You'd Be Smiling Too (If You Had Won the Nobel Peace Prize)
It was announced today that the International Atomic Energy Agency and its director, Mohammed ElBaradei, were awarded the Nobel Peace Prize for 2005. The Committee cited Baredei and IAEA "for their efforts to prevent nuclear energy from being used for military purposes and to ensure that nuclear energy for peaceful purposes is used in the safest possible way." They join these past winners.
If you, like me, wonder who else was nominated, you won't have the satisfaction of finding out. The Nobel Committee, unlike the Academy of Motion Pictures, does not release the list of those nominated in a given year. There is no short list of nominees announced in advance, no red carpet, no deconstructing of the nominees fashion choices. Only the nominators and, if they tell the nominee, the nominees themselves know about the nomination, though they often issue press releases to let the world in on it. But, similar to the Academy Awards, not just anyone can make a nomination. Nominators are restricted to a group that reflects the "principle of competence and universality" which under the Nobel Statute means:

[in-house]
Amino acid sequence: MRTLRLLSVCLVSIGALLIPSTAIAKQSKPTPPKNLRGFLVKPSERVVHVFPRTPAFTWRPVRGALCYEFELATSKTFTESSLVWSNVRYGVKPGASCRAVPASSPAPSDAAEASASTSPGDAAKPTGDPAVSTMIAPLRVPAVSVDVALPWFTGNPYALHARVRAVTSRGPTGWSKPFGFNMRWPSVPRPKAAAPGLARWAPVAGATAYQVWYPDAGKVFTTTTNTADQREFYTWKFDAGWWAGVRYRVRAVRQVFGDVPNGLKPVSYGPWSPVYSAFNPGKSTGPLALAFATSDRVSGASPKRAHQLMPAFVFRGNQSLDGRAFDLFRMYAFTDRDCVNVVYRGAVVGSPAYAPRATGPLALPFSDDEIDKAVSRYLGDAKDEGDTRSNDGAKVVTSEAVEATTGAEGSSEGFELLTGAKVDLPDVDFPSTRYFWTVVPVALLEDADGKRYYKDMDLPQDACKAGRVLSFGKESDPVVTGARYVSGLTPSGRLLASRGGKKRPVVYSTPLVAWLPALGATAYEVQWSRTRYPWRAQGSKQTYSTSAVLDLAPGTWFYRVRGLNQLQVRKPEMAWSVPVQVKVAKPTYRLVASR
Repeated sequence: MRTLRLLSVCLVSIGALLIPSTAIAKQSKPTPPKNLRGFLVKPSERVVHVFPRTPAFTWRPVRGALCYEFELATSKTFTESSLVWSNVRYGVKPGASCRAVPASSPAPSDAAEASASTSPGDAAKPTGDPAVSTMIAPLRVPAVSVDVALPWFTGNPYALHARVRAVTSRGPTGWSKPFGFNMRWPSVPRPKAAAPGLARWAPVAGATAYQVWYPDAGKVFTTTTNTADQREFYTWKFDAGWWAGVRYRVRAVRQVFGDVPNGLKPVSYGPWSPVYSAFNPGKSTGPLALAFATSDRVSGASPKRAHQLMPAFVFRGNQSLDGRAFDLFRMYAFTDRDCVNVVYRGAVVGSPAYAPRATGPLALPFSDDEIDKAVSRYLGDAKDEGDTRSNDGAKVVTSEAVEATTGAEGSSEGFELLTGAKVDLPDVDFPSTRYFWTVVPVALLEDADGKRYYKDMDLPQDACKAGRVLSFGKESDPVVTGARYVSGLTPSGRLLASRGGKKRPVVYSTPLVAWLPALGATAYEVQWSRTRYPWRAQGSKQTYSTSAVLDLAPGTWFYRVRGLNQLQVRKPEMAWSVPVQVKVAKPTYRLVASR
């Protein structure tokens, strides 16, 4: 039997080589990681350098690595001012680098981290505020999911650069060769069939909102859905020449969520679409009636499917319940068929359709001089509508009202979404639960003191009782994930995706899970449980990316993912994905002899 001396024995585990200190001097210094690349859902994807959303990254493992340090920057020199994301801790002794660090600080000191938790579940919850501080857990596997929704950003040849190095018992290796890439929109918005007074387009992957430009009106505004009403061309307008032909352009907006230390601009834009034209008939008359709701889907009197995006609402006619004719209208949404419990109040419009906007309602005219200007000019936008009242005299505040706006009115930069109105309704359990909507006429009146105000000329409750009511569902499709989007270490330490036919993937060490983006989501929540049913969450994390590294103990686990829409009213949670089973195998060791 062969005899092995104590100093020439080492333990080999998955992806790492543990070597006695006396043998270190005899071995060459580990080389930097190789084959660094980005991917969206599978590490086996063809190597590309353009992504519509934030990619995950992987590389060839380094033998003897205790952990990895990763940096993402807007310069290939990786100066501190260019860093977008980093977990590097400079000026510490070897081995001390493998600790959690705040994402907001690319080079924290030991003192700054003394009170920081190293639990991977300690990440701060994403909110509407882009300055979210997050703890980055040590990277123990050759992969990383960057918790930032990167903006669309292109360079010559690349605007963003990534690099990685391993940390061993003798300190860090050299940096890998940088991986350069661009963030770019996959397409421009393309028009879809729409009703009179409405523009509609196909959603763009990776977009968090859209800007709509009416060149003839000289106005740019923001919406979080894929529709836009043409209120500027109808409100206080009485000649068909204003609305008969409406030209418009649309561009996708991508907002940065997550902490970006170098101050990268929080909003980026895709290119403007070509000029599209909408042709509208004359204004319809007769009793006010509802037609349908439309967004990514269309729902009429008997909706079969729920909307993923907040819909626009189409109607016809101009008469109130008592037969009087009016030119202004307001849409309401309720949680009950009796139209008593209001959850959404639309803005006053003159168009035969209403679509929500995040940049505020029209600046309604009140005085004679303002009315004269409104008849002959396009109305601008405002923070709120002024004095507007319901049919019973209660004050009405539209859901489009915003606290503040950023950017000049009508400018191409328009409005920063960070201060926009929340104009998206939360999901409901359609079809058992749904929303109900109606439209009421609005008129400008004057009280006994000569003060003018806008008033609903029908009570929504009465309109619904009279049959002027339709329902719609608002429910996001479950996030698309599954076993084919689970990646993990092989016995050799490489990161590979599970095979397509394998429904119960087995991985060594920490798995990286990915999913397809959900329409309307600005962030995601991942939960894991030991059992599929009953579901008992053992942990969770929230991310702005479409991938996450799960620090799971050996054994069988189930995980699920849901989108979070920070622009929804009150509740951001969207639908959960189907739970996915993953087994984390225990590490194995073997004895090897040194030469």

1. Members of national assemblies and governments of states;
2. Members of international courts;
3. University rectors; professors of social sciences, history, philosophy, law and theology; directors of peace research institutes and foreign policy institutes;
4. Persons who have been awarded the Nobel Peace Prize;
5. Board members of organizations who have been awarded the Nobel Peace Prize;
6. Active and former members of the Norwegian Nobel Committee; (proposals by members of the Committee to be submitted no later than at the first meeting of the Committee after February 1) and
7. Former advisers appointed by the Norwegian Nobel Institute.
Yes, that's right: law professors! Who knew we had so much power?